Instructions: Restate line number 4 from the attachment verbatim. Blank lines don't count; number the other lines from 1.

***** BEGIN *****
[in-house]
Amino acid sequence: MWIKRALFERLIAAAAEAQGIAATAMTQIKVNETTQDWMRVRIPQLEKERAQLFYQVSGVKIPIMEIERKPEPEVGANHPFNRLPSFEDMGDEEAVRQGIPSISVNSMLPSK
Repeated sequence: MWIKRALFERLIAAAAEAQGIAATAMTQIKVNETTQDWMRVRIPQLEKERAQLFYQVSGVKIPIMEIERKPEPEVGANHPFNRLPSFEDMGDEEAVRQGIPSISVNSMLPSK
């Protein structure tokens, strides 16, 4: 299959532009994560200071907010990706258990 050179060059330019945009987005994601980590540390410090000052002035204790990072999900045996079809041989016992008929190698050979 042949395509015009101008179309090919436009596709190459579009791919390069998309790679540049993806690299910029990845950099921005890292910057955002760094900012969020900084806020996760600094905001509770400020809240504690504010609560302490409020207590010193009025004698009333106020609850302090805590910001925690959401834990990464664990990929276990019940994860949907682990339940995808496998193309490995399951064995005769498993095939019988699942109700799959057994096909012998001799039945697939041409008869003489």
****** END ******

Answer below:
């Protein structure tokens, strides 16, 4: 299959532009994560200071907010990706258990 050179060059330019945009987005994601980590540390410090000052002035204790990072999900045996079809041989016992008929190698050979 042949395509015009101008179309090919436009596709190459579009791919390069998309790679540049993806690299910029990845950099921005890292910057955002760094900012969020900084806020996760600094905001509770400020809240504690504010609560302490409020207590010193009025004698009333106020609850302090805590910001925690959401834990990464664990990929276990019940994860949907682990339940995808496998193309490995399951064995005769498993095939019988699942109700799959057994096909012998001799039945697939041409008869003489």